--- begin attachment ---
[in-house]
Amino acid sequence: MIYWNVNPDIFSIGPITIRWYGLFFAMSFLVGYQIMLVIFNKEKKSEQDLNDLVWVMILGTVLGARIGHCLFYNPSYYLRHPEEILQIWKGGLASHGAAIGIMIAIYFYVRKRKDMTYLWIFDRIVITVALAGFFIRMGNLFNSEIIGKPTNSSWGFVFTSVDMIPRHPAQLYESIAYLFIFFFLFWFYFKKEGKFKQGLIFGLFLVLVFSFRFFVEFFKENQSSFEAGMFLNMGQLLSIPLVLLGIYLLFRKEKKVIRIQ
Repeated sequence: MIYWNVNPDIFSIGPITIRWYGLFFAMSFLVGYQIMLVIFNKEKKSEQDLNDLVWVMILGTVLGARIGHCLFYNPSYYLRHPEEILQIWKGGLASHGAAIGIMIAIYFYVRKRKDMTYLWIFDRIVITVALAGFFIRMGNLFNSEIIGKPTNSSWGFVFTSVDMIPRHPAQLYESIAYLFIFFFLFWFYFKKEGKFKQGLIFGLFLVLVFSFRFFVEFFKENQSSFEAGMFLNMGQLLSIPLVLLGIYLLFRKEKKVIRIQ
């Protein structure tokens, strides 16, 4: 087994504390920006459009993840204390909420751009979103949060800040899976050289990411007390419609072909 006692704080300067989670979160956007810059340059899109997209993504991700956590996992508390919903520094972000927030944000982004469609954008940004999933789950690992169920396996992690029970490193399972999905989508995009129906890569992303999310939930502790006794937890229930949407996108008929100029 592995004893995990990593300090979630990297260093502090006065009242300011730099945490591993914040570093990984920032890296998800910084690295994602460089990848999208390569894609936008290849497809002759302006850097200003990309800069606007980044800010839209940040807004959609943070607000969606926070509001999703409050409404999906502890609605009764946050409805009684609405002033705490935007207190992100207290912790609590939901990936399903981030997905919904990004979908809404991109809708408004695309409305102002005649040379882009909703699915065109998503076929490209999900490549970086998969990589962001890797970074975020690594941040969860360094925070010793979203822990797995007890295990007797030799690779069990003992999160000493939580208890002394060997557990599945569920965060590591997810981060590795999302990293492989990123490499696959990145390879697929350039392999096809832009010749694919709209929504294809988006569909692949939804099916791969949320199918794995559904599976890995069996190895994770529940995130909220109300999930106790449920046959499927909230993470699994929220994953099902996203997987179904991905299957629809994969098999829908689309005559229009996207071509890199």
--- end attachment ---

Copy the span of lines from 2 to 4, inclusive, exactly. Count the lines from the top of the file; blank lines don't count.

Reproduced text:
Amino acid sequence: MIYWNVNPDIFSIGPITIRWYGLFFAMSFLVGYQIMLVIFNKEKKSEQDLNDLVWVMILGTVLGARIGHCLFYNPSYYLRHPEEILQIWKGGLASHGAAIGIMIAIYFYVRKRKDMTYLWIFDRIVITVALAGFFIRMGNLFNSEIIGKPTNSSWGFVFTSVDMIPRHPAQLYESIAYLFIFFFLFWFYFKKEGKFKQGLIFGLFLVLVFSFRFFVEFFKENQSSFEAGMFLNMGQLLSIPLVLLGIYLLFRKEKKVIRIQ
Repeated sequence: MIYWNVNPDIFSIGPITIRWYGLFFAMSFLVGYQIMLVIFNKEKKSEQDLNDLVWVMILGTVLGARIGHCLFYNPSYYLRHPEEILQIWKGGLASHGAAIGIMIAIYFYVRKRKDMTYLWIFDRIVITVALAGFFIRMGNLFNSEIIGKPTNSSWGFVFTSVDMIPRHPAQLYESIAYLFIFFFLFWFYFKKEGKFKQGLIFGLFLVLVFSFRFFVEFFKENQSSFEAGMFLNMGQLLSIPLVLLGIYLLFRKEKKVIRIQ
């Protein structure tokens, strides 16, 4: 087994504390920006459009993840204390909420751009979103949060800040899976050289990411007390419609072909 006692704080300067989670979160956007810059340059899109997209993504991700956590996992508390919903520094972000927030944000982004469609954008940004999933789950690992169920396996992690029970490193399972999905989508995009129906890569992303999310939930502790006794937890229930949407996108008929100029 592995004893995990990593300090979630990297260093502090006065009242300011730099945490591993914040570093990984920032890296998800910084690295994602460089990848999208390569894609936008290849497809002759302006850097200003990309800069606007980044800010839209940040807004959609943070607000969606926070509001999703409050409404999906502890609605009764946050409805009684609405002033705490935007207190992100207290912790609590939901990936399903981030997905919904990004979908809404991109809708408004695309409305102002005649040379882009909703699915065109998503076929490209999900490549970086998969990589962001890797970074975020690594941040969860360094925070010793979203822990797995007890295990007797030799690779069990003992999160000493939580208890002394060997557990599945569920965060590591997810981060590795999302990293492989990123490499696959990145390879697929350039392999096809832009010749694919709209929504294809988006569909692949939804099916791969949320199918794995559904599976890995069996190895994770529940995130909220109300999930106790449920046959499927909230993470699994929220994953099902996203997987179904991905299957629809994969098999829908689309005559229009996207071509890199």